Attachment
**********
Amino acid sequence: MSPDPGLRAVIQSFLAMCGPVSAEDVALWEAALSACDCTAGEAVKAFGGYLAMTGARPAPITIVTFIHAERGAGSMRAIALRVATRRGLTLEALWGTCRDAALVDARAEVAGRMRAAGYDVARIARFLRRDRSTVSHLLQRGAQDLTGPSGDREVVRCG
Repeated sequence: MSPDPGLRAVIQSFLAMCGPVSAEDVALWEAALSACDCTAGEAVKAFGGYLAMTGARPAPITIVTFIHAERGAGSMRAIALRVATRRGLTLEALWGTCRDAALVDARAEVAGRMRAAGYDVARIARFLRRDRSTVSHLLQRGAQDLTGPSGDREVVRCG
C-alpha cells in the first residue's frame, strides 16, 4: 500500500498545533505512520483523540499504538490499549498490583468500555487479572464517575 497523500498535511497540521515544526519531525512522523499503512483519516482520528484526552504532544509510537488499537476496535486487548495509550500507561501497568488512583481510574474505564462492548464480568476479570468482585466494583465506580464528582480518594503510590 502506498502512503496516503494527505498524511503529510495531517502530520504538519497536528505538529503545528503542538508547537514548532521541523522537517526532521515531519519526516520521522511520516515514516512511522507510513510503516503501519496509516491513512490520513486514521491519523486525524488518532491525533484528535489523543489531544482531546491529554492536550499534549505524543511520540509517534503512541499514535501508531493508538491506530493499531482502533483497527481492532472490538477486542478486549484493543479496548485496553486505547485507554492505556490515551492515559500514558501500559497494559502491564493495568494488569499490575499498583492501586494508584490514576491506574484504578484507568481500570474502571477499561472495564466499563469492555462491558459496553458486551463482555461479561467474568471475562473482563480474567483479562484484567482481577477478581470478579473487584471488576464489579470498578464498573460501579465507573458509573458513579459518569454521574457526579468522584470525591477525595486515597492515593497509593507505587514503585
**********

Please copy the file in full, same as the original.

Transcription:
Amino acid sequence: MSPDPGLRAVIQSFLAMCGPVSAEDVALWEAALSACDCTAGEAVKAFGGYLAMTGARPAPITIVTFIHAERGAGSMRAIALRVATRRGLTLEALWGTCRDAALVDARAEVAGRMRAAGYDVARIARFLRRDRSTVSHLLQRGAQDLTGPSGDREVVRCG
Repeated sequence: MSPDPGLRAVIQSFLAMCGPVSAEDVALWEAALSACDCTAGEAVKAFGGYLAMTGARPAPITIVTFIHAERGAGSMRAIALRVATRRGLTLEALWGTCRDAALVDARAEVAGRMRAAGYDVARIARFLRRDRSTVSHLLQRGAQDLTGPSGDREVVRCG
C-alpha cells in the first residue's frame, strides 16, 4: 500500500498545533505512520483523540499504538490499549498490583468500555487479572464517575 497523500498535511497540521515544526519531525512522523499503512483519516482520528484526552504532544509510537488499537476496535486487548495509550500507561501497568488512583481510574474505564462492548464480568476479570468482585466494583465506580464528582480518594503510590 502506498502512503496516503494527505498524511503529510495531517502530520504538519497536528505538529503545528503542538508547537514548532521541523522537517526532521515531519519526516520521522511520516515514516512511522507510513510503516503501519496509516491513512490520513486514521491519523486525524488518532491525533484528535489523543489531544482531546491529554492536550499534549505524543511520540509517534503512541499514535501508531493508538491506530493499531482502533483497527481492532472490538477486542478486549484493543479496548485496553486505547485507554492505556490515551492515559500514558501500559497494559502491564493495568494488569499490575499498583492501586494508584490514576491506574484504578484507568481500570474502571477499561472495564466499563469492555462491558459496553458486551463482555461479561467474568471475562473482563480474567483479562484484567482481577477478581470478579473487584471488576464489579470498578464498573460501579465507573458509573458513579459518569454521574457526579468522584470525591477525595486515597492515593497509593507505587514503585